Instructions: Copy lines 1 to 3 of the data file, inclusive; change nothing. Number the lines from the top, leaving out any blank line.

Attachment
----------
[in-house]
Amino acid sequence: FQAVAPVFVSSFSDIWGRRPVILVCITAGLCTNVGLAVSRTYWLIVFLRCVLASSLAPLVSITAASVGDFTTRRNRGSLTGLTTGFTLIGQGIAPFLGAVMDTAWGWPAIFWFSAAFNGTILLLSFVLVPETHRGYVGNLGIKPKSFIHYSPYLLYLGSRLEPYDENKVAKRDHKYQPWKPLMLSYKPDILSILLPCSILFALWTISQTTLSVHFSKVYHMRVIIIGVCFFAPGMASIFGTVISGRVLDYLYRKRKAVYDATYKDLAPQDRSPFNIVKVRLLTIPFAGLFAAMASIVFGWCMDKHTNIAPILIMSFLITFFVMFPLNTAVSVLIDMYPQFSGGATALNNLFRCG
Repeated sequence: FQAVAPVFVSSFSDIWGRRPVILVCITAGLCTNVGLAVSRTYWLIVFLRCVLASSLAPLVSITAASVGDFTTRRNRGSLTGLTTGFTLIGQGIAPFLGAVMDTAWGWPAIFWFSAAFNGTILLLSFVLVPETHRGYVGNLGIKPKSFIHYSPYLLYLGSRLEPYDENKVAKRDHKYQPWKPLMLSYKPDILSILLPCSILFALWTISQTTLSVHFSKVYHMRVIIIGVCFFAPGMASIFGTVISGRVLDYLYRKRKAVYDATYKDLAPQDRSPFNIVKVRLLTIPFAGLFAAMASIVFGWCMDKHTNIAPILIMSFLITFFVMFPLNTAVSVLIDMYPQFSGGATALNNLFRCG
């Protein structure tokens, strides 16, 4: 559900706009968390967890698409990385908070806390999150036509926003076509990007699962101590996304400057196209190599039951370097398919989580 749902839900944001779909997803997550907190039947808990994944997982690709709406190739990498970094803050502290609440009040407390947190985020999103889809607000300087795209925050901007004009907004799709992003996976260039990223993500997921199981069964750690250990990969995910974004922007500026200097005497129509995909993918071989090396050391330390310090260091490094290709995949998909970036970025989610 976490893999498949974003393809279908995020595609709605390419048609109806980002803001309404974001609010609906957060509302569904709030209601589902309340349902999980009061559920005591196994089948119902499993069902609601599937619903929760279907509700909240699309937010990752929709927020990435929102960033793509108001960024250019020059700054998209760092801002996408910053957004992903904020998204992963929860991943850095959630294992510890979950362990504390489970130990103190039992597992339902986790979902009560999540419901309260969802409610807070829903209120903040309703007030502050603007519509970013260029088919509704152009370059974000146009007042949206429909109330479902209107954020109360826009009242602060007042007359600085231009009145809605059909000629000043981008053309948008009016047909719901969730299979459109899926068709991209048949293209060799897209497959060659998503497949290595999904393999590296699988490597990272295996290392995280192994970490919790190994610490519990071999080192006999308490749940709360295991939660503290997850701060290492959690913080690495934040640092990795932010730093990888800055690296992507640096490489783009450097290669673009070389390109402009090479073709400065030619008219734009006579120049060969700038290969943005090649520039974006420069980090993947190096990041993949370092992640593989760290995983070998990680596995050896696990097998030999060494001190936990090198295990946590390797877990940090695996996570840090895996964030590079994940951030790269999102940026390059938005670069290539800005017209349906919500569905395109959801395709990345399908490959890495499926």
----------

[in-house]
Amino acid sequence: FQAVAPVFVSSFSDIWGRRPVILVCITAGLCTNVGLAVSRTYWLIVFLRCVLASSLAPLVSITAASVGDFTTRRNRGSLTGLTTGFTLIGQGIAPFLGAVMDTAWGWPAIFWFSAAFNGTILLLSFVLVPETHRGYVGNLGIKPKSFIHYSPYLLYLGSRLEPYDENKVAKRDHKYQPWKPLMLSYKPDILSILLPCSILFALWTISQTTLSVHFSKVYHMRVIIIGVCFFAPGMASIFGTVISGRVLDYLYRKRKAVYDATYKDLAPQDRSPFNIVKVRLLTIPFAGLFAAMASIVFGWCMDKHTNIAPILIMSFLITFFVMFPLNTAVSVLIDMYPQFSGGATALNNLFRCG
Repeated sequence: FQAVAPVFVSSFSDIWGRRPVILVCITAGLCTNVGLAVSRTYWLIVFLRCVLASSLAPLVSITAASVGDFTTRRNRGSLTGLTTGFTLIGQGIAPFLGAVMDTAWGWPAIFWFSAAFNGTILLLSFVLVPETHRGYVGNLGIKPKSFIHYSPYLLYLGSRLEPYDENKVAKRDHKYQPWKPLMLSYKPDILSILLPCSILFALWTISQTTLSVHFSKVYHMRVIIIGVCFFAPGMASIFGTVISGRVLDYLYRKRKAVYDATYKDLAPQDRSPFNIVKVRLLTIPFAGLFAAMASIVFGWCMDKHTNIAPILIMSFLITFFVMFPLNTAVSVLIDMYPQFSGGATALNNLFRCG